> }
> }
> code ~= "}"
> }
> return code ~ "}";
> }
>
> mixin template Bank(T...)
> {
> mixin(bankCode(T));
> }
>
> mixin Bank!Logger;
>
> void main() {
> auto b = Bank();
> b.transfer(); // logs
> b.getMoneyBack(); // ditto
> }
>
> So this would allow us to make "Compilers" within the Compiler
> (Codeception), since we could parse/strip/append any existing code
> fragments together in endless combination. Generic "Builders" could
> probably be built and put into a std.builder lib for general use.
>
> One particular use I have in mind is for Behavior Objects (Game
> Scripts). Each behavior would hold Property(T) objects which define
> per-property, per-state "binding" dependencies (eg.
> position.x.bind(other.x, State.Idle)) and execution code. On release,
> the Property(T) object would be stripped away (leaving just T) and it's
> behavior code "compressed" with others into optimized functions.
>
> I don't know much about the internals of DMD, so I'm not sure this is a
> realistic request, but I think the idea is compelling. Also, for
> Attributes I'm not sure this technique is really applicable. But it's
> possible that the compiler could exploit this internally for certain
> Attributes like @GC.whatever

As of discussion about properties/attributes, I wanted to do a proposal along that line :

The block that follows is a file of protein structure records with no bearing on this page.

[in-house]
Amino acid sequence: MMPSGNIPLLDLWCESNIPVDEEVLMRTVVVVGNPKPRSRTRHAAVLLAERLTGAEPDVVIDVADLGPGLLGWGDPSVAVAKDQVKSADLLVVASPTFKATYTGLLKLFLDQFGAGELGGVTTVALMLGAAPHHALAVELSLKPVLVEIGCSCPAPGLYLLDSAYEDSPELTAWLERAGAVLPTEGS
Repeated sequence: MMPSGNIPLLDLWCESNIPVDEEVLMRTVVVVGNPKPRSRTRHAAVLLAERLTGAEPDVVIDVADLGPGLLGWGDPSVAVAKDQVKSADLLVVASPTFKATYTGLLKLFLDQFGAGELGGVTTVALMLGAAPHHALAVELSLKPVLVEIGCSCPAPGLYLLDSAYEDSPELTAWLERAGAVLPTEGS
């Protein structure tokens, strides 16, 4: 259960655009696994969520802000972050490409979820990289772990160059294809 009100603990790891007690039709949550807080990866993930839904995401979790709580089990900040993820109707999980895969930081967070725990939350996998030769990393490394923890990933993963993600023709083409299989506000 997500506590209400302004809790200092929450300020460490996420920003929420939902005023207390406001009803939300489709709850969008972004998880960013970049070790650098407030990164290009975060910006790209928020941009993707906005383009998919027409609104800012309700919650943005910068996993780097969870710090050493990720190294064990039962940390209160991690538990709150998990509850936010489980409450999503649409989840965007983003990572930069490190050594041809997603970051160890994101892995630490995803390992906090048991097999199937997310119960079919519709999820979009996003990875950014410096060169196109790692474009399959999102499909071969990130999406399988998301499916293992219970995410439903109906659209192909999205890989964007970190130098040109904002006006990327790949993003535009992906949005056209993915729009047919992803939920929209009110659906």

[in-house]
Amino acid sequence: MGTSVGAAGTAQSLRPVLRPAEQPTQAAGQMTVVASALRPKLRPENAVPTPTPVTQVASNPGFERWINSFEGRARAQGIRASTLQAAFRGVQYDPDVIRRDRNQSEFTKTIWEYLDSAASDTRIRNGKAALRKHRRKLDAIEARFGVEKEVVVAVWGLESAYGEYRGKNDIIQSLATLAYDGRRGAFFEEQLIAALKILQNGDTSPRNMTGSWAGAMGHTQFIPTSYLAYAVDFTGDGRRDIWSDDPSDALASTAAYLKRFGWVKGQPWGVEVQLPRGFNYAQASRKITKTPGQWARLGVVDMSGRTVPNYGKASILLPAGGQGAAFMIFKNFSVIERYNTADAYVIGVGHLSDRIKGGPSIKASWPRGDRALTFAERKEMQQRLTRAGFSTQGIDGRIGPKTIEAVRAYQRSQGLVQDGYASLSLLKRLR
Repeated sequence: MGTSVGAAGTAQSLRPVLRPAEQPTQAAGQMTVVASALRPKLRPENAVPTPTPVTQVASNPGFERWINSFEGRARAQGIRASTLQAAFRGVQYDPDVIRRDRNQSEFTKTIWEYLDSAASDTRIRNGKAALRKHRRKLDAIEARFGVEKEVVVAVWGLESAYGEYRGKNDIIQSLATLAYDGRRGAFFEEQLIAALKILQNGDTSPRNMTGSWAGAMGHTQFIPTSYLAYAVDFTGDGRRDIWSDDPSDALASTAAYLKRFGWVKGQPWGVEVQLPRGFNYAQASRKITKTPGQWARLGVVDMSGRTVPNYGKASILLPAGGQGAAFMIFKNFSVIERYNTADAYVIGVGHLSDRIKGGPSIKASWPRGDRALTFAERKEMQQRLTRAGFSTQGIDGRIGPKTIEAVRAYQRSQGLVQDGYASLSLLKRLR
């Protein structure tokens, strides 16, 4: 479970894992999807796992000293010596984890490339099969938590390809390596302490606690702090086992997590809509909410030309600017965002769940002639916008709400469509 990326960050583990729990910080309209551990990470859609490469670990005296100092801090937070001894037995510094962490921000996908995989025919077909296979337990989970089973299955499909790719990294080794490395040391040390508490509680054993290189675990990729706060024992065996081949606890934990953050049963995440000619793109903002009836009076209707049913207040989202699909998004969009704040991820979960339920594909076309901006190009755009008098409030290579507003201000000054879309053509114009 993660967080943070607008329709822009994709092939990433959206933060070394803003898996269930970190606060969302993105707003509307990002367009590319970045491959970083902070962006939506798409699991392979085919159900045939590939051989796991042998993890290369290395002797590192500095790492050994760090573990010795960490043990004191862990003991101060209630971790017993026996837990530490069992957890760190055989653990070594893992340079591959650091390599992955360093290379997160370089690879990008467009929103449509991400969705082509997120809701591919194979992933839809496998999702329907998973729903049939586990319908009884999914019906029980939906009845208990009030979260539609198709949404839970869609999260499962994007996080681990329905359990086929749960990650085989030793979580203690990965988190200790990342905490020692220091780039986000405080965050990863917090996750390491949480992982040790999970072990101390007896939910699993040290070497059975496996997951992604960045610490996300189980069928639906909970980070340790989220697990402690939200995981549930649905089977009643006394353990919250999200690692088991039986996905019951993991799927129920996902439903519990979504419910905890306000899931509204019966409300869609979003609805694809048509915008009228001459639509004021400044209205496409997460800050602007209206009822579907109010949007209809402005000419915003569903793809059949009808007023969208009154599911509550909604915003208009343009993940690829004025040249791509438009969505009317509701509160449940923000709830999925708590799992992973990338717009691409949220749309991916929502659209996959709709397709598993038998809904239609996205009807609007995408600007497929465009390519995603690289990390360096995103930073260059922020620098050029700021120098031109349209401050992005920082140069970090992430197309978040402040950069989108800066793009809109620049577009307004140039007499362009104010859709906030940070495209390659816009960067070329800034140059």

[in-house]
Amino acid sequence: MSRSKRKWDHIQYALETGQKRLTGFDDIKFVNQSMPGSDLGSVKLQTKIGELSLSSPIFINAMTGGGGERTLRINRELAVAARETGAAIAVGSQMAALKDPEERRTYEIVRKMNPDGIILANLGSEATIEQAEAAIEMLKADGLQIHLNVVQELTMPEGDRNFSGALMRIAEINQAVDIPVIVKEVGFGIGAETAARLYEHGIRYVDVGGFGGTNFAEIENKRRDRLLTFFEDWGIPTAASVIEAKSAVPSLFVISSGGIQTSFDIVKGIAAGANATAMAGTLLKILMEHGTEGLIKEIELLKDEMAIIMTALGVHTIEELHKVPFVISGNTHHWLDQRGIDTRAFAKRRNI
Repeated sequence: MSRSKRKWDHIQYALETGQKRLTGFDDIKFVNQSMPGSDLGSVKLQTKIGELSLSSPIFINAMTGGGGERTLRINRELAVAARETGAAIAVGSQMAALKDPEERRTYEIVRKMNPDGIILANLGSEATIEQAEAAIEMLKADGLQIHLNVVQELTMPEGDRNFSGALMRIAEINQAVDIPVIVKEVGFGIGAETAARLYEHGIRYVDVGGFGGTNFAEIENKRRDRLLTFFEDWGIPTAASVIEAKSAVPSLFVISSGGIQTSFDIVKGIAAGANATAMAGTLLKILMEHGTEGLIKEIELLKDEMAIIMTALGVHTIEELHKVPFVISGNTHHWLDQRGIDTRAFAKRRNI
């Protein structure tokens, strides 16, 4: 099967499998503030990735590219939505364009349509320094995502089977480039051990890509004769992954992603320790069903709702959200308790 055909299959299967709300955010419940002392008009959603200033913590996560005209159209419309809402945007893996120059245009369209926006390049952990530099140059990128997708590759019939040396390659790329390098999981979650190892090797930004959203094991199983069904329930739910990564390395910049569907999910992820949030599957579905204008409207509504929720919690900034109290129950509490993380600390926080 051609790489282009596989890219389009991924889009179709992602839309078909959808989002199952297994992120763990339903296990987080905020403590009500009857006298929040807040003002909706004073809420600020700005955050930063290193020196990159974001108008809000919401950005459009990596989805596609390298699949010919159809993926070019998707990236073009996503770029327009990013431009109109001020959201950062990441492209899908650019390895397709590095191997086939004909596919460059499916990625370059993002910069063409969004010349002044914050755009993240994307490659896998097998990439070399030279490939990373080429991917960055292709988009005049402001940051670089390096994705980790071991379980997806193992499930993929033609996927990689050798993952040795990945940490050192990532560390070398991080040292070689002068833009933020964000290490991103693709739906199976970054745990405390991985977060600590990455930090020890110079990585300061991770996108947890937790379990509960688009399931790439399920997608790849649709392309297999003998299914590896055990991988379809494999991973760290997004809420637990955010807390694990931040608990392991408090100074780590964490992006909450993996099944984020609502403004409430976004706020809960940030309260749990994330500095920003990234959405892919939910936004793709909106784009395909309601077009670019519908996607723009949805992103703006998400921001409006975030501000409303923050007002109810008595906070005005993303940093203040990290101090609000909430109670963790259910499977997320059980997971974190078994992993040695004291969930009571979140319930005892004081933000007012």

@ttribute attributeName(AST ast, other template parameters . . .) {
    // Eponymous trick
    immutable AST attributeName = process(ast);

    auto process(AST ast) {
        // Do some CTFEable ast magic here.
        return newAst;
    }
}

And that would be used that way :
@attributeName(other template parameters if it make sense)
void fun() {}

And allow us to do inception within fun.

Additionally, I wanted to propose @mixin that return the AST of a string.

This isn't as easy as you think, it have a lot lot of implication about what you get as string. This is definitively interesting, but require more work for a realistic proposal.
October 09, 2012
Is this at least similar to what you had in mind ?

http://dpaste.dzfl.pl/a5dc2875

module program;

import std.stdio;

mixin template BankAccount () {
  public int amount;
  void deposit (int value) { this.amount += value; }
  void withdraw (int value) { this.amount -= value; }
  auto currentAmount () { return this.amount; }
}

mixin template Logger () {
  void deposit (int value) { writeln("User deposited money"); }
  void withdraw (int value) { writeln("User requested money back"); }
}

void main () {

  mixin aspect!("bank", BankAccount, Logger);

  bank b1;
  bank b2;

  b1.deposit(10);
  b1.deposit(20);
  b1.withdraw(5);
  writeln("b1.currentAmount: ", b1.currentAmount);

  b2.deposit(50);
  b2.withdraw(40);
  b2.deposit(100);
  writeln("b2.currentAmount: ", b2.currentAmount);

}


// generic code

mixin template aspect (string name, T...) {
  template aspectDispatch (string name, uint n) {
    import convert = std.conv;
    static if (n >= 1)
      enum aspectDispatch = ""
        ~ "import std.traits;\n"
        ~ "static if (__traits(hasMember, data.aspect_" ~ convert.to!string(n) ~ ", `" ~ name ~ "`))\n"